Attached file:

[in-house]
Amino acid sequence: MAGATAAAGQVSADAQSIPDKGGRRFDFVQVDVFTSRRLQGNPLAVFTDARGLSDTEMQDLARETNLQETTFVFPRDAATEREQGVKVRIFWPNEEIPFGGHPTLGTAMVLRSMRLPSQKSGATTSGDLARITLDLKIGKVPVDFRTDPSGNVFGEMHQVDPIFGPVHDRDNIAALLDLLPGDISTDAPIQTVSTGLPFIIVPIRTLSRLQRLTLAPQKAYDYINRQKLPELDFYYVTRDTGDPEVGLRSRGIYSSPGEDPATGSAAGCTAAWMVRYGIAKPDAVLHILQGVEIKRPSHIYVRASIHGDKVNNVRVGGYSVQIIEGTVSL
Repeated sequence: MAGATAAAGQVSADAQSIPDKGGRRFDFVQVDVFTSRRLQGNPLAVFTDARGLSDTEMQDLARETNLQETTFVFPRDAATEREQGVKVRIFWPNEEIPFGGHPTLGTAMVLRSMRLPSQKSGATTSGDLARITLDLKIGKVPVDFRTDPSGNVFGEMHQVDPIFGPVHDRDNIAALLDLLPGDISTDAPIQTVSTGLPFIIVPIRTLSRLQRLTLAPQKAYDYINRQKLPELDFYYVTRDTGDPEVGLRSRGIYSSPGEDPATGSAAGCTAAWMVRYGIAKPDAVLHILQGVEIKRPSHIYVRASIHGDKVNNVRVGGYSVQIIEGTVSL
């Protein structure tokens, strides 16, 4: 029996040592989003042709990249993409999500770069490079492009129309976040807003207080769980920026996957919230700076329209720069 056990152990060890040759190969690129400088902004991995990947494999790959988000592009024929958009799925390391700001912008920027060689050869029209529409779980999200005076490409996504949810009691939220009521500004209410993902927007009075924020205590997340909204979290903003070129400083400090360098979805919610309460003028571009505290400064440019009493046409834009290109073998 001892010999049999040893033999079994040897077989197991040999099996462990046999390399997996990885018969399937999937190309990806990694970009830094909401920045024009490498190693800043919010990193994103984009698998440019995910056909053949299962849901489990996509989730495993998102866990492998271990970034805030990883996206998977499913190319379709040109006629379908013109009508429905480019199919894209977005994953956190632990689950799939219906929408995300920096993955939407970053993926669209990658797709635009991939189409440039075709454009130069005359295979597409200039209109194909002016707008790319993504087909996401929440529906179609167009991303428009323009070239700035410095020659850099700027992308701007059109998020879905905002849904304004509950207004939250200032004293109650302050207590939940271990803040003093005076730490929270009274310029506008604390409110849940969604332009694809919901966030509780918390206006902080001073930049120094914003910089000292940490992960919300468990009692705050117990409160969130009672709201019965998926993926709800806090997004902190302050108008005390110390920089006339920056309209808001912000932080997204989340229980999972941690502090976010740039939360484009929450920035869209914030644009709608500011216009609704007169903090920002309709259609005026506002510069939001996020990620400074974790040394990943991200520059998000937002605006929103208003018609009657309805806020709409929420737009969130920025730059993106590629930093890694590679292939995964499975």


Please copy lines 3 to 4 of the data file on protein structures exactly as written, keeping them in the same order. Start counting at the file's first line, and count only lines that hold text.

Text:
Repeated sequence: MAGATAAAGQVSADAQSIPDKGGRRFDFVQVDVFTSRRLQGNPLAVFTDARGLSDTEMQDLARETNLQETTFVFPRDAATEREQGVKVRIFWPNEEIPFGGHPTLGTAMVLRSMRLPSQKSGATTSGDLARITLDLKIGKVPVDFRTDPSGNVFGEMHQVDPIFGPVHDRDNIAALLDLLPGDISTDAPIQTVSTGLPFIIVPIRTLSRLQRLTLAPQKAYDYINRQKLPELDFYYVTRDTGDPEVGLRSRGIYSSPGEDPATGSAAGCTAAWMVRYGIAKPDAVLHILQGVEIKRPSHIYVRASIHGDKVNNVRVGGYSVQIIEGTVSL
């Protein structure tokens, strides 16, 4: 029996040592989003042709990249993409999500770069490079492009129309976040807003207080769980920026996957919230700076329209720069 056990152990060890040759190969690129400088902004991995990947494999790959988000592009024929958009799925390391700001912008920027060689050869029209529409779980999200005076490409996504949810009691939220009521500004209410993902927007009075924020205590997340909204979290903003070129400083400090360098979805919610309460003028571009505290400064440019009493046409834009290109073998 001892010999049999040893033999079994040897077989197991040999099996462990046999390399997996990885018969399937999937190309990806990694970009830094909401920045024009490498190693800043919010990193994103984009698998440019995910056909053949299962849901489990996509989730495993998102866990492998271990970034805030990883996206998977499913190319379709040109006629379908013109009508429905480019199919894209977005994953956190632990689950799939219906929408995300920096993955939407970053993926669209990658797709635009991939189409440039075709454009130069005359295979597409200039209109194909002016707008790319993504087909996401929440529906179609167009991303428009323009070239700035410095020659850099700027992308701007059109998020879905905002849904304004509950207004939250200032004293109650302050207590939940271990803040003093005076730490929270009274310029506008604390409110849940969604332009694809919901966030509780918390206006902080001073930049120094914003910089000292940490992960919300468990009692705050117990409160969130009672709201019965998926993926709800806090997004902190302050108008005390110390920089006339920056309209808001912000932080997204989340229980999972941690502090976010740039939360484009929450920035869209914030644009709608500011216009609704007169903090920002309709259609005026506002510069939001996020990620400074974790040394990943991200520059998000937002605006929103208003018609009657309805806020709409929420737009969130920025730059993106590629930093890694590679292939995964499975």